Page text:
In San Francisco, people can now catch rides in cars without anybody behind the wheel. But as the technology spreads, are regulators ready?
For the first time in a major U.S. city, people in San Francisco have been able since February to get into a car with no driver to take them where they want to go. It marked a major milestone in the rollout of autonomous vehicles, a tangible accomplishment for a hype-loving industry that faces heightened scrutiny by regulators.
It’s also a forceful reminder, experts say, that cities that want to follow in San Francisco’s footsteps need to think about the disruptions that autonomous vehicles could cause, in everything from fighting auto fires to redesigning curbsides to make pickups and drop-offs easier.
Cruise, a subsidiary of General Motors, began the fully driverless trips in the northwest neighborhoods but, three months later, now offers them in 70% of the city. Waymo, the Cruise rival that began as a Google side project, says it is preparing to offer similar service.
“The ability for the public to ride in an automated vehicle – albeit under limited circumstances and with caveats – without a safety driver in the vehicle is a really big deal,” said Bryant Walker Smith, a law professor at the University of South Carolina and an expert on automated driving law. “This deserves the kind of front-page articles that a lot of press releases, frankly, do not.”
“It’s the difference between getting on a plane and hearing the pilot say we’ll be using autopilot and getting on a plane and hearing the pilot say you’ll be using autopilot, because I’m getting off the plane,” Smith said.
The public might not recognize the significance of the development, though, because they’ve been inundated by messages about self-driving vehicles coming soon for years. Tesla even markets driver-assistance features as “autopilot” and “full self-driving” modes, even though they fall short of industry standards for truly autonomous driving, Smith points out. Many people, he said, “have a vague sense that we’ve had automated driving for a while.”
Indeed, there are many companies and researchers testing vehicles that are designed to drive themselves. Nearly all of them that the general public can ride include a safety driver on board, which limits their appeal and the money they could save. Other testing programs are limited to employees or pre-selected users of the company doing the testing.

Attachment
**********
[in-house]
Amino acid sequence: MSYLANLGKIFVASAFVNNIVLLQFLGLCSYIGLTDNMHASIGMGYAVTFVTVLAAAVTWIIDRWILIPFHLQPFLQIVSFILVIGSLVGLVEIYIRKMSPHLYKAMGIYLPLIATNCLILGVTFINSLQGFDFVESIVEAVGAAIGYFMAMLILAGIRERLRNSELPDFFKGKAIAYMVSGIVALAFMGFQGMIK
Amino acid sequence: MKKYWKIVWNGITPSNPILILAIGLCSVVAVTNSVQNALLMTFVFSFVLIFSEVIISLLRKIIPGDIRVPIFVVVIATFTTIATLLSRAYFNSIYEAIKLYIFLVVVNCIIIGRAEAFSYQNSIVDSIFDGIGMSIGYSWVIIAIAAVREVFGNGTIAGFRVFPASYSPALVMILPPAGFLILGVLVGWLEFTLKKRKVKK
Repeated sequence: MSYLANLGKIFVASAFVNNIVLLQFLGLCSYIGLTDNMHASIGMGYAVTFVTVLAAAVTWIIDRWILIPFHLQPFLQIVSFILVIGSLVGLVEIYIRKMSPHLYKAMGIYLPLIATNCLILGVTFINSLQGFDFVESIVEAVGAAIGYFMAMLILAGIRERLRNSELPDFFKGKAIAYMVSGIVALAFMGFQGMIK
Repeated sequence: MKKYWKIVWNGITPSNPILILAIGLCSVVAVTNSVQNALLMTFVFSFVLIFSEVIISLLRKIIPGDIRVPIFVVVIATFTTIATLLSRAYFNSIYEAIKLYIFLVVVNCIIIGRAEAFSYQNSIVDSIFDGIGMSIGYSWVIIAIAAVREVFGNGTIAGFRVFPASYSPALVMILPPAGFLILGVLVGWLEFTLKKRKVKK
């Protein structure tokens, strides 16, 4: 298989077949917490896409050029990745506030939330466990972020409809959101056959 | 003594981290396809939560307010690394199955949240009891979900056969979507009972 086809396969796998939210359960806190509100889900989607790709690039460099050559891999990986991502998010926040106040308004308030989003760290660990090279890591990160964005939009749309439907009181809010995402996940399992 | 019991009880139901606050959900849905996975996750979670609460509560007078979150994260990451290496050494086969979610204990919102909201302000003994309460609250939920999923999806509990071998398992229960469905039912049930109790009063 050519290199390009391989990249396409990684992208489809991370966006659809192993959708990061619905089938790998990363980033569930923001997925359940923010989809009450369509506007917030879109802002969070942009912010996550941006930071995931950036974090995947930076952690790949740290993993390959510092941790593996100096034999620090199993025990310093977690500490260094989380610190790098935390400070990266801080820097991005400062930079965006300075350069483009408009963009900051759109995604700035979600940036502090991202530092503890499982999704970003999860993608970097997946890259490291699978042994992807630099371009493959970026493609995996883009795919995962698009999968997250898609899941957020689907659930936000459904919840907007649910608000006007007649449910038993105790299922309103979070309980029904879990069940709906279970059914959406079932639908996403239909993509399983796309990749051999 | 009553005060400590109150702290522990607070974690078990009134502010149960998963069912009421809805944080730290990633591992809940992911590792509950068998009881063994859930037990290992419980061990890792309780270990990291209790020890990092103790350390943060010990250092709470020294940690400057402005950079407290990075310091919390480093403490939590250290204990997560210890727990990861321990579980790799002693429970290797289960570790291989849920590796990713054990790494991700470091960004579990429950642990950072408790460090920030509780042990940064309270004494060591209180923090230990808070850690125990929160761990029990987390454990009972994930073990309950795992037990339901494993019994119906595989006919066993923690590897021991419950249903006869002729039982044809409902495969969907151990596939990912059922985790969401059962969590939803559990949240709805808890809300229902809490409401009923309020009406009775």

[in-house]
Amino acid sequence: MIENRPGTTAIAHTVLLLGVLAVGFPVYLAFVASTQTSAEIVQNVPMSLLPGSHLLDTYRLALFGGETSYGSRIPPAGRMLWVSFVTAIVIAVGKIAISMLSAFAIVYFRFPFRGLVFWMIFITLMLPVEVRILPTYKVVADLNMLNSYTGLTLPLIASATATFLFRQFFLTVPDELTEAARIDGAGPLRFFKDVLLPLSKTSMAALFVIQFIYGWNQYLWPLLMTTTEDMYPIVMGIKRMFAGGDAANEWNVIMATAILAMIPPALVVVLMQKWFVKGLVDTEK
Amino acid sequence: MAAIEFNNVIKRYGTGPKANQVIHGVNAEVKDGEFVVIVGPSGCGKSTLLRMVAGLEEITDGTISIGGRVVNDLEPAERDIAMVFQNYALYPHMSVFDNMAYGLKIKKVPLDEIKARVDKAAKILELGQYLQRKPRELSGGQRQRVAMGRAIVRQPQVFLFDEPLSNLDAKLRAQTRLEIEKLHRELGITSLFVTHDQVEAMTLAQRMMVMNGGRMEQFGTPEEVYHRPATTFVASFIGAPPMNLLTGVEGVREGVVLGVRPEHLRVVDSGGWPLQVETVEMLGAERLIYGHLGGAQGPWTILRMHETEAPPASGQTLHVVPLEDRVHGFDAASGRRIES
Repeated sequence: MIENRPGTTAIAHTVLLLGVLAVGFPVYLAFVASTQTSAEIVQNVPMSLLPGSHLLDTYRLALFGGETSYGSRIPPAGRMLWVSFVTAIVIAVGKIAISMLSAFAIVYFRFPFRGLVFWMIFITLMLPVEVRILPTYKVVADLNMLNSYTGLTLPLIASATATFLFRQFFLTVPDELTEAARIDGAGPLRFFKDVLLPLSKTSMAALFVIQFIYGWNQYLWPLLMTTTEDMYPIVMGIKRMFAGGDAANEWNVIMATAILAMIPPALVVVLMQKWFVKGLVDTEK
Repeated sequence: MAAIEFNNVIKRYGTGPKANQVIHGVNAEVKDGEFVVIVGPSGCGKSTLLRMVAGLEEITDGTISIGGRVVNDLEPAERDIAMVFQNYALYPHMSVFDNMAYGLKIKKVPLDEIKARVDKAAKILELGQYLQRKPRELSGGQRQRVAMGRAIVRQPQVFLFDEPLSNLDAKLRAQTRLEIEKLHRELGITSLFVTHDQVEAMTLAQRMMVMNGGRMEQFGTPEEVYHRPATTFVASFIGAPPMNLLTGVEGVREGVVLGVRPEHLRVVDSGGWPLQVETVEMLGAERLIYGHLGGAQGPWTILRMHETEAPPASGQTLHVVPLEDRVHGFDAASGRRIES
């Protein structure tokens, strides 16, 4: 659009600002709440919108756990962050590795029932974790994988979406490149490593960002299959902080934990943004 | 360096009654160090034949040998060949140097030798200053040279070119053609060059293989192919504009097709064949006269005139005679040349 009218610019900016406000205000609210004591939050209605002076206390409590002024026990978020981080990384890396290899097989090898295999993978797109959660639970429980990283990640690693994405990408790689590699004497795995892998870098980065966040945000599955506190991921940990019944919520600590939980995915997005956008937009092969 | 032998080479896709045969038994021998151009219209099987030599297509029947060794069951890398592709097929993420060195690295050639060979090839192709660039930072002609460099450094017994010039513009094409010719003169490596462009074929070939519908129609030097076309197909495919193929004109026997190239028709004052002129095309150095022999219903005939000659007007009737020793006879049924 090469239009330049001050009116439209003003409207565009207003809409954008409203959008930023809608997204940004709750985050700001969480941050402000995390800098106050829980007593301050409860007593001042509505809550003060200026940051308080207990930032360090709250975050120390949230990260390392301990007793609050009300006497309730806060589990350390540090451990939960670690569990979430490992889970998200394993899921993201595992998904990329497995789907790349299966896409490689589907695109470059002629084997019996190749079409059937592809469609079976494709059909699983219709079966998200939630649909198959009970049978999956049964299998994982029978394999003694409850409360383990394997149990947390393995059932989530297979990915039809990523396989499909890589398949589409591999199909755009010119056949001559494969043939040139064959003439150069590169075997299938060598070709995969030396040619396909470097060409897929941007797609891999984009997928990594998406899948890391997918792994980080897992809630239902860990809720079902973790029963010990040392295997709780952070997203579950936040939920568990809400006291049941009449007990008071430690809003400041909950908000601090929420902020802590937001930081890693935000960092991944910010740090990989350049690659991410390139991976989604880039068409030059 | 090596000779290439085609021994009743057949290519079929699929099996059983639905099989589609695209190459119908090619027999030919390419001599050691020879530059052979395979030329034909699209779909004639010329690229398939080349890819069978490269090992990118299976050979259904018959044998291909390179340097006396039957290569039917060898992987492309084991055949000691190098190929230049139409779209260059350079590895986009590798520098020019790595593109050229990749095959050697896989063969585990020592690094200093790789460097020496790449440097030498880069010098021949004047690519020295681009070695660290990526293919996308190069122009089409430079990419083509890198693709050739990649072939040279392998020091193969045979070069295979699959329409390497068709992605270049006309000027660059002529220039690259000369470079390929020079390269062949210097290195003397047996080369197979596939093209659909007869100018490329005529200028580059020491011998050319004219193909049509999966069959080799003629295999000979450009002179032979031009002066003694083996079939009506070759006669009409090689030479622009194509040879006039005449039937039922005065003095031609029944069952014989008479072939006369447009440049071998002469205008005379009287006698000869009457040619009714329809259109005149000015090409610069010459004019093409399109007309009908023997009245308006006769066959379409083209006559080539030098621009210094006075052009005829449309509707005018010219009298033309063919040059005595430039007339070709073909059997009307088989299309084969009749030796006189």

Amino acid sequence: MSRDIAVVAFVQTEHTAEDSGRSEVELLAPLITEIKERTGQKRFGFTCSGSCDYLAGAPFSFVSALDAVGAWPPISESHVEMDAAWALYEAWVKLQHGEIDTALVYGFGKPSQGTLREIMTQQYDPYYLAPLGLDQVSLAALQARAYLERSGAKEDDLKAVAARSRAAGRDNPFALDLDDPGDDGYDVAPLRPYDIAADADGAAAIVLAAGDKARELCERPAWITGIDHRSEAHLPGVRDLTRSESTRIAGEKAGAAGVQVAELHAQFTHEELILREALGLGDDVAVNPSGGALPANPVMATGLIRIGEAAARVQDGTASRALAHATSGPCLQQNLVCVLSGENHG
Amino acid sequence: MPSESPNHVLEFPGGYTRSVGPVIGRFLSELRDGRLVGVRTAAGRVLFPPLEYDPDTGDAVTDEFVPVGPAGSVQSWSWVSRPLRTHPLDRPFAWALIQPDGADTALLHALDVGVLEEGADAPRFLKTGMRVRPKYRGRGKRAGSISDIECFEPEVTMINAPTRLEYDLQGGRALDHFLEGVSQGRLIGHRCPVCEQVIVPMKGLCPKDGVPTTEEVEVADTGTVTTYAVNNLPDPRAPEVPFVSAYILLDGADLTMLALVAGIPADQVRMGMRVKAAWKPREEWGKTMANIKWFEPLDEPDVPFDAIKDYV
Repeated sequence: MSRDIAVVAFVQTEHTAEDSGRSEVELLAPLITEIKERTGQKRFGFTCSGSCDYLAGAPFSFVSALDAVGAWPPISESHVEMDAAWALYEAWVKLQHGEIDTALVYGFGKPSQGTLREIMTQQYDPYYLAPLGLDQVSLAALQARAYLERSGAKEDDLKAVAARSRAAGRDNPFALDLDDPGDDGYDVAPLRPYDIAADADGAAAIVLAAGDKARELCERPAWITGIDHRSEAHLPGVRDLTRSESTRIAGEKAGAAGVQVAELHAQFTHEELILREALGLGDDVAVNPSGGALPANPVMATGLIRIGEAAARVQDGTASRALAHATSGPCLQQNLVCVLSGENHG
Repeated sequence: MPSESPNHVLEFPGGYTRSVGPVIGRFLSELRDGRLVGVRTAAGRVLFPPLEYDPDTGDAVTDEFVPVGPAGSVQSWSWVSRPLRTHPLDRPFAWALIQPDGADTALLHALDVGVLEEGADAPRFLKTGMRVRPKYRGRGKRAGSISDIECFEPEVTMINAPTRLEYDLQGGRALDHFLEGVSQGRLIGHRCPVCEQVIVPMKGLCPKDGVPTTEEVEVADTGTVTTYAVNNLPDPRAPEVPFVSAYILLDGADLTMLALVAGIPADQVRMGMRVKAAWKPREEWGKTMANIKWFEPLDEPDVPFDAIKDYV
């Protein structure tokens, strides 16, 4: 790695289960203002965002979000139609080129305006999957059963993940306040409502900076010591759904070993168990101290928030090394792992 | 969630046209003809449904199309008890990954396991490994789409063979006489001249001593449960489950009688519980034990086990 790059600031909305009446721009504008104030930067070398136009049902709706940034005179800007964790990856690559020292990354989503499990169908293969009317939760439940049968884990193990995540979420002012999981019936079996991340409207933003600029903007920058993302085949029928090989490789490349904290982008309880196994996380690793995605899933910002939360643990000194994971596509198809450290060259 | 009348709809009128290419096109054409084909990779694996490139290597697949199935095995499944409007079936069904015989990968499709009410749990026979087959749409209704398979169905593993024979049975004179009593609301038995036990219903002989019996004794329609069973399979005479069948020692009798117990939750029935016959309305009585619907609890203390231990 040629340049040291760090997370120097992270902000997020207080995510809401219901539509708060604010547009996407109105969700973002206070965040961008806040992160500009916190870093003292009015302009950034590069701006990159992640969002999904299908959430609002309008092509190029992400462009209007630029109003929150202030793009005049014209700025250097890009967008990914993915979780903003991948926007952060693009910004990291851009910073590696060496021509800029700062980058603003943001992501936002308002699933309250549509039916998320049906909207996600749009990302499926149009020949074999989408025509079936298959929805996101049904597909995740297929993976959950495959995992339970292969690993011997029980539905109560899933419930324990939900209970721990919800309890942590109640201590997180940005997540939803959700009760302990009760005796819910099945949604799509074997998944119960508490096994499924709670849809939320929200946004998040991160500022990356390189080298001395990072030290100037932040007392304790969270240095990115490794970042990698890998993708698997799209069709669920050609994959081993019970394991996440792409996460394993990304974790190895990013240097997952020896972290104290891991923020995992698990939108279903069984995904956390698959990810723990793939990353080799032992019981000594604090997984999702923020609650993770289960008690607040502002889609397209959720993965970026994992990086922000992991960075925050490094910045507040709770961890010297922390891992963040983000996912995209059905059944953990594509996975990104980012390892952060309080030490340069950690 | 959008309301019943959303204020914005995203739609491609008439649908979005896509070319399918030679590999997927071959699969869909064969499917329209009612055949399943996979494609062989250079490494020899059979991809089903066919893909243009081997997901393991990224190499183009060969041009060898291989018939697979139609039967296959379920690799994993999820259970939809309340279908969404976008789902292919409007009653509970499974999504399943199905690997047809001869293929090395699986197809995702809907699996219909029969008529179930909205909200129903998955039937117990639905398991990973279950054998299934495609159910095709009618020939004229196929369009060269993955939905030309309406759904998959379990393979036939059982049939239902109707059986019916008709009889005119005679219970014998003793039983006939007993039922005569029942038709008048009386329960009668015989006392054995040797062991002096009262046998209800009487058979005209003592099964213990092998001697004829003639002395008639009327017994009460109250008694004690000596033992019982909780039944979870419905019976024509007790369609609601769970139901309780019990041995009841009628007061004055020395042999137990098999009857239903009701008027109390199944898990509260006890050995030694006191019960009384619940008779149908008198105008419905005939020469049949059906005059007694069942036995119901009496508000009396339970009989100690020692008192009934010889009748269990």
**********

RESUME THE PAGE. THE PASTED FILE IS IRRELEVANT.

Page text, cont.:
Cruise and Waymo are changing that dynamic, and others will undoubtedly follow.
Waymo launched some of its most ambitious testing projects to date in Arizona, where it uses autonomous vehicles both with and without safety drivers present. The company says its fully autonomous vehicles have provided “hundreds of rides weekly” to passengers in the eastern suburbs of Phoenix, and it plans on expanding service soon to downtown Phoenix.
Micah Miranda, the economic development director for Chandler, which is at the heart of Waymo’s Arizona operations, said many factors made the city of 250,000 people attractive to automated vehicle companies.
The dry weather and clear skies of the desert climate make it easier for autonomous vehicles to navigate, and the city’s infrastructure of roads and sidewalks are in good condition, he said.
But Chandler is also a tech-friendly environment. Intel and NXP Semiconductors (a major player in the auto industry) both have facilities in town, as do many other companies doing advanced manufacturing, Miranda explained. That means Chandler residents tend to be early adopters of technology, and the city prides itself on providing a business-friendly environment.
The city has worked closely with the automated vehicle owners to establish protocols for what happens when a driverless vehicle is involved in a crash, whether for issuing a citation or extinguishing vehicle fires. Miranda said, though, that no automated vehicles have caught on fire and they haven’t posed driving dangers, either.
“From what I can recall, all of the traffic incidents in Chandler regarding autonomous vehicles have been due to human error – someone rear-ending them or not paying attention,” Miranda said. “It’s always been the driving public.”
The autonomous vehicle companies are lightly regulated in Arizona. They decide, for example, where to deploy their vehicles, and when they’re comfortable dispatching vehicles without safety drivers on board.
The hands-off approach has been controversial, especially following a 2018 incident in which a self-driving vehicle operated by Uber struck and killed a pedestrian in Tempe. Investigators later found Uber’s system didn’t recognize what the pedestrian was as she crossed the dark street, and it wasn’t designed to brake to avoid her. Uber left the self-driving car business, but other companies continued to operate on Arizona streets.
Although California is home to Silicon Valley, it has some of the most extensive rules for autonomous vehicles in the country. Companies have to get permission to operate autonomous vehicles on public roads, and they have to report certain data to the state about their vehicles’ performance.